David Lowery wrote a piece on how downloading music is hurting musicians (which is a response to Emily White's piece on admitting to not buying music). Here is my response.
Music is a really interesting "product," especially when distributed digitally for $0.001 cents per download (that's my snarky guess at the production costs of a download: bandwidth, storage, etc). The real production costs are for the time put in by the artist, studio fees, and creativity. Besides the creativity part, that formula sounds a little bit like the FDA drug market, right? It costs about $0.001 cents to manufacture a pill so the hefty price tag goes to recoup the money spent on drug research. Or does it? Pharmaceuticals is a messed up industry.
I think where the article falls short is it brushes off this "'Net neighborhood" where "everything is free" as if it doesn't really exist -- the real question is this: how much is music worth? As with any market it's only worth as much as someone will pay for it. Digital data, by its nature, wants to be free. Digital storage technology was invented to make data more transportable. To say that digital data has a value is going against its nature. What's worse is that everyday it evolves a little more (networks get faster, hard drives get cheaper), making data even more free. I don't think the article properly addresses that problem; downloading music is not the same as looting a neighborhood record store at all.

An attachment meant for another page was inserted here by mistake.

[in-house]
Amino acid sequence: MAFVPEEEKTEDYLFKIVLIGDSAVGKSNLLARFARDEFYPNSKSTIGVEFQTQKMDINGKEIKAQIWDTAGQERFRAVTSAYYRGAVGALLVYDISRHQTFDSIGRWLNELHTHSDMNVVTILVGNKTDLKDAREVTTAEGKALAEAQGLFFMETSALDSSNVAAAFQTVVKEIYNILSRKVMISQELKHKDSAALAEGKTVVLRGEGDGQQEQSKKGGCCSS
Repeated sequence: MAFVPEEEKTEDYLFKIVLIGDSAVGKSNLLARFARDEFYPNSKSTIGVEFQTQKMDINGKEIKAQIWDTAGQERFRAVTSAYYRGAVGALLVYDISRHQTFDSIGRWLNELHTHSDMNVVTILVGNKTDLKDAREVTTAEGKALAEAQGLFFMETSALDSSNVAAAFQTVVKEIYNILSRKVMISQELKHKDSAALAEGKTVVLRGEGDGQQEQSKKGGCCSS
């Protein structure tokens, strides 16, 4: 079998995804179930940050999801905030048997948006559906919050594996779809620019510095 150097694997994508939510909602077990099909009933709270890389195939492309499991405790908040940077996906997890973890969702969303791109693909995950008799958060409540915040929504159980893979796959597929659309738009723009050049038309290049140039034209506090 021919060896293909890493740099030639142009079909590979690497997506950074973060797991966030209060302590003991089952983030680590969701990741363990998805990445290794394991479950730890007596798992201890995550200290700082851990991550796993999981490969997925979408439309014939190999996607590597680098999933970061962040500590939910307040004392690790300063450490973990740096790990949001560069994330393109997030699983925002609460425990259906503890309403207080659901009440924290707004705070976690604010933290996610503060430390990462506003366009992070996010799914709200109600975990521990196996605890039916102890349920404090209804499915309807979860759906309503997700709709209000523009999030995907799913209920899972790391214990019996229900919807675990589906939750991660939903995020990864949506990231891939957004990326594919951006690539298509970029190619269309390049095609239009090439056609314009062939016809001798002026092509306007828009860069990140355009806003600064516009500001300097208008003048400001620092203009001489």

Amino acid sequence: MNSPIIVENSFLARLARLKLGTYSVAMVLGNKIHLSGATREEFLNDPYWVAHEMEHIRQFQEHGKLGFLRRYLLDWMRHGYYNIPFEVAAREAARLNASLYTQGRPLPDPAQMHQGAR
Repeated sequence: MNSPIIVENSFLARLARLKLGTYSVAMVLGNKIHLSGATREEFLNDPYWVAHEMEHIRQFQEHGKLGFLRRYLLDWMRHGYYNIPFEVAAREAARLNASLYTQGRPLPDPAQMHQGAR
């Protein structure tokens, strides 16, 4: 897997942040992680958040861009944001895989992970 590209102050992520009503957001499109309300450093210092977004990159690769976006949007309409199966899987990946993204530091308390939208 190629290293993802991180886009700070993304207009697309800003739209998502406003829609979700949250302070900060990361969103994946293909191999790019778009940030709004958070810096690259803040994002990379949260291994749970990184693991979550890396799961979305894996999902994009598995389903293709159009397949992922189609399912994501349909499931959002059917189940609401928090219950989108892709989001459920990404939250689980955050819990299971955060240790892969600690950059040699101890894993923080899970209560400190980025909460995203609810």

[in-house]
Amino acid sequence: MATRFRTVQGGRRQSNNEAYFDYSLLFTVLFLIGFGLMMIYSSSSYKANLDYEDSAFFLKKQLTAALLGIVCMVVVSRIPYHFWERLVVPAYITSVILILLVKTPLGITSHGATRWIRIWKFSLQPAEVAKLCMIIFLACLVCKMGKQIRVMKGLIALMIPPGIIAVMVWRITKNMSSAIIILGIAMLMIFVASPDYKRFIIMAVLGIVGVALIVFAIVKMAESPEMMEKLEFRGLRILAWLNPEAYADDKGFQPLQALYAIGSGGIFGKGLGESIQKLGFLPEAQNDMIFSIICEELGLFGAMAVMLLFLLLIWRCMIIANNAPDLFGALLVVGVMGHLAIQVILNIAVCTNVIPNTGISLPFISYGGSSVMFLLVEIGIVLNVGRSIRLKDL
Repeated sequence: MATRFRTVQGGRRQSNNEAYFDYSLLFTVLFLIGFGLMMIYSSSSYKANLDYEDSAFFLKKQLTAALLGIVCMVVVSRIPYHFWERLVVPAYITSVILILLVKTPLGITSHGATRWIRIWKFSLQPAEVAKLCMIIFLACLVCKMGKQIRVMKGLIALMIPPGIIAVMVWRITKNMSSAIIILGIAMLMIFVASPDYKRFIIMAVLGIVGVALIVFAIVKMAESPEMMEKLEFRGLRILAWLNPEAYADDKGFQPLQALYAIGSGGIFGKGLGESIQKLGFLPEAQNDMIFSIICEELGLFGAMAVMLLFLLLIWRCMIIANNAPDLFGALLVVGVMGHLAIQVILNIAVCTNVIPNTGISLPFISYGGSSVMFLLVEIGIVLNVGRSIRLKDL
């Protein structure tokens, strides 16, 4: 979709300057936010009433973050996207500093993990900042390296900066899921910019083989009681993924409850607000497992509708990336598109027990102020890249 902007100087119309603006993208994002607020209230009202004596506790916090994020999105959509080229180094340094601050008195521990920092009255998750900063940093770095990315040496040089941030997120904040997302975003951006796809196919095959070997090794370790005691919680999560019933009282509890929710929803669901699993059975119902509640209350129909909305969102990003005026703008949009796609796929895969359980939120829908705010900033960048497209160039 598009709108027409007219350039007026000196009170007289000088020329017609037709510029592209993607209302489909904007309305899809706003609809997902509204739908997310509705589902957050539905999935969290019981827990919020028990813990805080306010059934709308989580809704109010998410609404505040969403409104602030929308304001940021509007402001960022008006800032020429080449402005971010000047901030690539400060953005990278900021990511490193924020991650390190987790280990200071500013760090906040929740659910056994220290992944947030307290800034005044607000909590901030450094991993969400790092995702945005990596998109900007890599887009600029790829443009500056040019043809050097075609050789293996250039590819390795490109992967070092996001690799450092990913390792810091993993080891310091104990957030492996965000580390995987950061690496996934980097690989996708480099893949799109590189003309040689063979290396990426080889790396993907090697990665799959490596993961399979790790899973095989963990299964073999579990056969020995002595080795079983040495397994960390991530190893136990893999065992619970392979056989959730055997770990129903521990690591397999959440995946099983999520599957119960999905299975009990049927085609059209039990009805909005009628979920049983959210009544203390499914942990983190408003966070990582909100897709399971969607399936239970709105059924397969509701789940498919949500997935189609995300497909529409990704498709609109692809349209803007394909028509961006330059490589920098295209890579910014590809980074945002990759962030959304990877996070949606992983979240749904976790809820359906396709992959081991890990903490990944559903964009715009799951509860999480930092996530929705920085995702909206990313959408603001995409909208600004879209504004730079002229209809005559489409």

I don't always agree with Paul Graham but I found his assessment of this dilemma relevant. It went something like this: If we colonize the moon where there is no oxygen, oxygen could be sold as a product. You could probably even sell odors like delicious pizza smell. However, you cannot sell pizza smell on earth because anyone can just walk by their favorite pizza parlor and get some smells for free.
The morality debate is a good one to have but ultimately, morals aside, easy access to free music is what today's music market is up against. It is currently losing and the battle will wage on. We could shame people into stopping their behaviors or we could think of new ways to generate revenue for artists. I think the latter is more productive.